Sleepy At Work: Burden Of Insomnia In The Workplace

Sleep is a basic human need in much the same way as nutrition. It is one of the most important factors to maintain good health, and humans spend one-third of their lifetime asleep. For many, sleeping is easy; however, some people find this a difficult task. This difficulty sleeping is known as insomnia. Reduced sleep duration has been linked to 7 of the 15 leading causes of death in the U.S., including cardiovascular disease, malignant neoplasm, cerebrovascular disease, accidents, diabetes, hypertension and premature death. Around 30% of adults suffer from insomnia, and 10% of insomniacs experience severe insomnia. Furthermore, insomnia has a huge impact on the quality of life (QOL), as poor quality of sleep lowers the QOL dramatically. The societal burden of insomnia in the United States is substantial, with an estimated one-third of all US adults experiencing weekly difficulties with nighttime sleep, and around 50-70 million people complaining of nighttime sleep loss associated with daytime impairment. The reasons why most people don’t get enough sleep are obvious, and include technological advances, globalization, and increased competitive threats that have contributed to the fast-paced, 24/7, “always-on” environment we experience today. Insomnia is associated with a range of negative effects on functioning, from increased sleepiness and fatigue, to reduced psychomotor performance, memory consolidation, and affect regulation, leading to significant workplace deficits. The financial impacts of sleep deprivation and sleep disorders may be categorized as direct (i.e., costs of medical resource utilization, including the consumption of inpatient, outpatient, and pharmaceutical services within the health care delivery system) or indirect (i.e., expenses incurred from absenteeism, reduced work productivity, and increased workplace errors and accidents). Insomnia is estimated to cost U.S. businesses more than $63 billion in absenteeism and reduced workplace productivity, with accidents and occupational injuries adding up to $31 billion lost annually. As for the five most developed OECD countries, up to $680 billion of economic output is lost every year due to sleep problems. As sleep deficiency adversely affects both individual employees and their employers, solving the problem of insufficient sleep, would thus represent a ‘win-win’ situation.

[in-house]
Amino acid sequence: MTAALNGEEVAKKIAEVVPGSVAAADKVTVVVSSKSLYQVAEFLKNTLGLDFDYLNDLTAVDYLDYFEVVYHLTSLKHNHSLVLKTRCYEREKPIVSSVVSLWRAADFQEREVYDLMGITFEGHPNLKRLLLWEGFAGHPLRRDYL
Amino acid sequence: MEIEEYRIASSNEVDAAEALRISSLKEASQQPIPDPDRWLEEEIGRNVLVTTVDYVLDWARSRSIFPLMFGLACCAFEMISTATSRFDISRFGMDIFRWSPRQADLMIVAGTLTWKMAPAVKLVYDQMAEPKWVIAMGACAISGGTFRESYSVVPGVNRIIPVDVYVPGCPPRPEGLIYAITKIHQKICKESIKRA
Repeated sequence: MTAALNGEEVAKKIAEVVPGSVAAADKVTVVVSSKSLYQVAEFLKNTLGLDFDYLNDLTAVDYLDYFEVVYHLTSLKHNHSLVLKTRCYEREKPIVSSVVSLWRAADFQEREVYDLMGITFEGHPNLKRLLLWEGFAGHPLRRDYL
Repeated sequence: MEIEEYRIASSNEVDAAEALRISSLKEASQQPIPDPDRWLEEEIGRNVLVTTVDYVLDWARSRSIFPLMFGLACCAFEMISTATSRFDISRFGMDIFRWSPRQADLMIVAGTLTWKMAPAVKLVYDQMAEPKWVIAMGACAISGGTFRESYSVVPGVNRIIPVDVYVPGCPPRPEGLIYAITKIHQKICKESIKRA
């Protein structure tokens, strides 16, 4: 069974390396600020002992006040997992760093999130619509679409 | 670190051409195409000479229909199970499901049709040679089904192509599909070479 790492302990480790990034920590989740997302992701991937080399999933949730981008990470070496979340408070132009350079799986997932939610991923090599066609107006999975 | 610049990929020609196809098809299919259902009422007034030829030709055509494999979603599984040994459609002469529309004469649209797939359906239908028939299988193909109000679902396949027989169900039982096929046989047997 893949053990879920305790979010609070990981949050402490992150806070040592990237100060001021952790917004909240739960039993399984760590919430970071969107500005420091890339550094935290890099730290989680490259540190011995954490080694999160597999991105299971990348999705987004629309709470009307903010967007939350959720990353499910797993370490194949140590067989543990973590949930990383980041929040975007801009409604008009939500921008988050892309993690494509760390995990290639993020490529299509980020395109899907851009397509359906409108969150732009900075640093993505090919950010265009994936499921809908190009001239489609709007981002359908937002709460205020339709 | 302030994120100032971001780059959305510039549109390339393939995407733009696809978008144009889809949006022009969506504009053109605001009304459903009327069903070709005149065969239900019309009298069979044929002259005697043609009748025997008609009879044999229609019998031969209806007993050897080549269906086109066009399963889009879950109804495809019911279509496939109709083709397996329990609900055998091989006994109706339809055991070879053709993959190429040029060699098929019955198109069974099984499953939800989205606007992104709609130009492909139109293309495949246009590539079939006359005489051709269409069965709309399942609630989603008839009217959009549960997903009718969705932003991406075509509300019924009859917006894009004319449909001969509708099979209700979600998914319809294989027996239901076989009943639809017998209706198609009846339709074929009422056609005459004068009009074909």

The employers should also be aware that even a short-term sleep deprivation can cause mental, emotional and physical health to suffer, making it essential to correct any sleep problems before they worsen. Therefore, investing in training programs related to improving the quality of sleep, is of major importance in building healthy and thriving workplace environments.


Zoran M Pavlovic